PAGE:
, Volume 12, Issue 7, pp 517-525

Topical polyene antifungals in hematopoietic cell transplant patients: tolerability and efficacy

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Abstract

Purpose

The effectiveness of amphotericin B oral suspension versus nystatin oral suspension for the prevention of oral colonization by Candida in hematopoietic cell transplant (HCT) patients was examined.

Methods

Prior to hematopoietic cell infusion, 40 patients receiving systemic fluconazole for prophylaxis were randomized to receive either amphotericin B oral suspension or nystatin oral suspension, q.i.d. The study continued to day 21 or until the patient was discharge from the hospital or withdrawn from the study. Oral examinations were conducted twice weekly, and adverse events and compliance were recorded. Cultures were taken for quantitative counts and species identification. Candida isolates were assessed for resistance to the oral antifungal agents. Blood was collected for assessment of amphotericin B levels.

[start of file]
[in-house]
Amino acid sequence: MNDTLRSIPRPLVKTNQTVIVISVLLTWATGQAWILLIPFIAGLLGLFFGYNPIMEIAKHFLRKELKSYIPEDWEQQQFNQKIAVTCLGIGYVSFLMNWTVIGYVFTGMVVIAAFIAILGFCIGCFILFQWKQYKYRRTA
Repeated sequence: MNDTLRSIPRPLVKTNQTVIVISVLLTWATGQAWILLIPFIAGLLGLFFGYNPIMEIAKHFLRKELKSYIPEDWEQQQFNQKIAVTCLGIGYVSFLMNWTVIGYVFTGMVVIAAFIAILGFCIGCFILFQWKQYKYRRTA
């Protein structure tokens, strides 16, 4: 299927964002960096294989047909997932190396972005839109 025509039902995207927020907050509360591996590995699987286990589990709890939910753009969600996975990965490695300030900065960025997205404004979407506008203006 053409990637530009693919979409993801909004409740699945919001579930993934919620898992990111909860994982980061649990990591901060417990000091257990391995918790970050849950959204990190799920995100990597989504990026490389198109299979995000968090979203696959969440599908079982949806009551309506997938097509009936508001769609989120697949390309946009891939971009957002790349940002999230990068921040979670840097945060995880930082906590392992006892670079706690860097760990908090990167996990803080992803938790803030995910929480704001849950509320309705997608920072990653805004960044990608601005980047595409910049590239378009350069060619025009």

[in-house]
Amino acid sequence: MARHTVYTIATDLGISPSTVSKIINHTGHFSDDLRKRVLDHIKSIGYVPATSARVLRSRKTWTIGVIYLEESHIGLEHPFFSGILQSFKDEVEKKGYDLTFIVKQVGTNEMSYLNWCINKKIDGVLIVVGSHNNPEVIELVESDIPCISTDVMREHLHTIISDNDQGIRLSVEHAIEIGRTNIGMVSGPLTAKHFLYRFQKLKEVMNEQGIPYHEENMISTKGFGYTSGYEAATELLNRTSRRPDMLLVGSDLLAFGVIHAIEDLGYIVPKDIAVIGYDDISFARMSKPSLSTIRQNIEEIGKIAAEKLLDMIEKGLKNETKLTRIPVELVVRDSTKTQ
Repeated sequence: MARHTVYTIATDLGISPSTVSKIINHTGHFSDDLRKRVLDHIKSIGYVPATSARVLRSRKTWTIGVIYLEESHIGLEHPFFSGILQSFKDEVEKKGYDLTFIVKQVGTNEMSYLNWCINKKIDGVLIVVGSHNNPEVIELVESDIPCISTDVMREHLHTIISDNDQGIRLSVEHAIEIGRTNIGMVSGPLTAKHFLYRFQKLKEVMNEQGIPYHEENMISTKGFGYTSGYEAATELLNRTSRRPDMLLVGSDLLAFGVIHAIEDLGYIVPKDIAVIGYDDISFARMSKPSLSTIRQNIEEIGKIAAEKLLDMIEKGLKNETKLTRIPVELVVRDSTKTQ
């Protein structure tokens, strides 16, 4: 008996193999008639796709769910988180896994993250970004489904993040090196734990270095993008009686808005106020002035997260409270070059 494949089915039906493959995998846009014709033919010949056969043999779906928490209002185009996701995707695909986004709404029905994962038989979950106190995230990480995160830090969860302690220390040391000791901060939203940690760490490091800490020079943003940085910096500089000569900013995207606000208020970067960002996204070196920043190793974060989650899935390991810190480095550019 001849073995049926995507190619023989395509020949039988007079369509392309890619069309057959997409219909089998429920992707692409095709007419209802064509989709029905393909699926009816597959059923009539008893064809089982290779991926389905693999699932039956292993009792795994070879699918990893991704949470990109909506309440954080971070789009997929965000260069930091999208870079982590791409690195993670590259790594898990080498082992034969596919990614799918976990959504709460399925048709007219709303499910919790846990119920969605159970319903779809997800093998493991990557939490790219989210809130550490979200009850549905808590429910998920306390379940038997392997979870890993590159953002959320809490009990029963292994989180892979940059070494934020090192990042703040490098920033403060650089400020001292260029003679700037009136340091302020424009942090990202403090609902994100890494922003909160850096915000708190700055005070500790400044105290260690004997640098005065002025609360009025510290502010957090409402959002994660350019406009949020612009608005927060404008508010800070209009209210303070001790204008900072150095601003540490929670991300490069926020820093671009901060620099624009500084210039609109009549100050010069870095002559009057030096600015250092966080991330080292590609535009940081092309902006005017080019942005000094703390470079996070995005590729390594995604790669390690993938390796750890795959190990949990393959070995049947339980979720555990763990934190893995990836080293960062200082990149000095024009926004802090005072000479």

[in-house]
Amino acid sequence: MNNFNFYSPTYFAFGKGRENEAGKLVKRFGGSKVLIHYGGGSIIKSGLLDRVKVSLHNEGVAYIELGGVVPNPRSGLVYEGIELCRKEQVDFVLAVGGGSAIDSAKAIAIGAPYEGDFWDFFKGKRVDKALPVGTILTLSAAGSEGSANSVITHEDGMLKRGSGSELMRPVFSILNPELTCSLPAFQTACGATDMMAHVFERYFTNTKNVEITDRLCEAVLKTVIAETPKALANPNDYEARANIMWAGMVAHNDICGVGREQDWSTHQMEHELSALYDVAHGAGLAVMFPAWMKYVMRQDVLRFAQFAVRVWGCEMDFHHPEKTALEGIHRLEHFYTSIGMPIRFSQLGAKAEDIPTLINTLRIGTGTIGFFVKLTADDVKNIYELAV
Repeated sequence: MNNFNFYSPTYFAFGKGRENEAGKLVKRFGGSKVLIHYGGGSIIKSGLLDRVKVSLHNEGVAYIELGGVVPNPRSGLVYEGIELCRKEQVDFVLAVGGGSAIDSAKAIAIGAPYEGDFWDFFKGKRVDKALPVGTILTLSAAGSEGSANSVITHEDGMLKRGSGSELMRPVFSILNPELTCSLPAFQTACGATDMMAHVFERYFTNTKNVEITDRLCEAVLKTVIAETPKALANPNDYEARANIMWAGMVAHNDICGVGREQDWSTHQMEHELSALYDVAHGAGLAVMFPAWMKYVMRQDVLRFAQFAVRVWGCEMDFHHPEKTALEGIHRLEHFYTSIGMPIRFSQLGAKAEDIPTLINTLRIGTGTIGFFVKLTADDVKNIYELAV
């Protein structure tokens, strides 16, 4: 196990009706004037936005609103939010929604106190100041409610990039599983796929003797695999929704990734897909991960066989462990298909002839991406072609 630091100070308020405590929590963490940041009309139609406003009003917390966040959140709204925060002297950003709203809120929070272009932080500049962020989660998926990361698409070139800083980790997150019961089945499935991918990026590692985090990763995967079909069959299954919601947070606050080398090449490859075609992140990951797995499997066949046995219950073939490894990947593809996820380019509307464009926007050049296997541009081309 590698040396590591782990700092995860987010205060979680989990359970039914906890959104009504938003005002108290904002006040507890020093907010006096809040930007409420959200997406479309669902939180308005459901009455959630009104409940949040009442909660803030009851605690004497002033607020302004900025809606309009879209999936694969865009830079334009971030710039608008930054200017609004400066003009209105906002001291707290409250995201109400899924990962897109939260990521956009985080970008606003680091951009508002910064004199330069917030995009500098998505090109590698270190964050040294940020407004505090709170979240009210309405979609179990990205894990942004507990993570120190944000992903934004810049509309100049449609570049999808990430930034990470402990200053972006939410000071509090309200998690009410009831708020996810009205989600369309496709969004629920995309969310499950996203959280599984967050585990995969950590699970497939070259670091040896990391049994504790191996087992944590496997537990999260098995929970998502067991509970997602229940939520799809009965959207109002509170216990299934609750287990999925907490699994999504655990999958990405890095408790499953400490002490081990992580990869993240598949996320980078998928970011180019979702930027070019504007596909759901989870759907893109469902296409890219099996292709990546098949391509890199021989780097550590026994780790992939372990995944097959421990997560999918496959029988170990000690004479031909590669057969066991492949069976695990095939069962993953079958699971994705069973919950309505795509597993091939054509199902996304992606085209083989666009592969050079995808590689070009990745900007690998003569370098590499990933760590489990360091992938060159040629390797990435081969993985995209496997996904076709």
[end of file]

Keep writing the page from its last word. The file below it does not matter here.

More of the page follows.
Results and discussion

Ulcerative mucositis occurred in 84.6% of patients undergoing HCT, and no correlation was observed between the severity of mucositis and the presence of oral Candida and the severity of mucositis. Systemic and topical antifungal treatment resulted in a decrease in the number of colonized patients (54.8% before treatment; 23.1% during treatment); however, oral colonization was not eliminated. Tolerability of the oral rinse products was limited, with greater noncompliance in the amphotericin B than the nystatin group. Reports of altered taste appeared to be greater in the amphotericin B group. Minimal absorption of amphotericin B was seen following oral rinsing (serum levels 0.12–0.50 μg/ml), and no consistent changes in organism susceptibility to polyenes were seen. The results suggest that topical antifungal rinses may further control oropharyngeal colonization by Candida in patients on systemic antifungals receiving HCT, but the effect is limited by tolerability and reformulation and should be considered in order to increase compliance.

Study supported by Bristol-Myers Squibb, Co., Hopewell, NJ, USA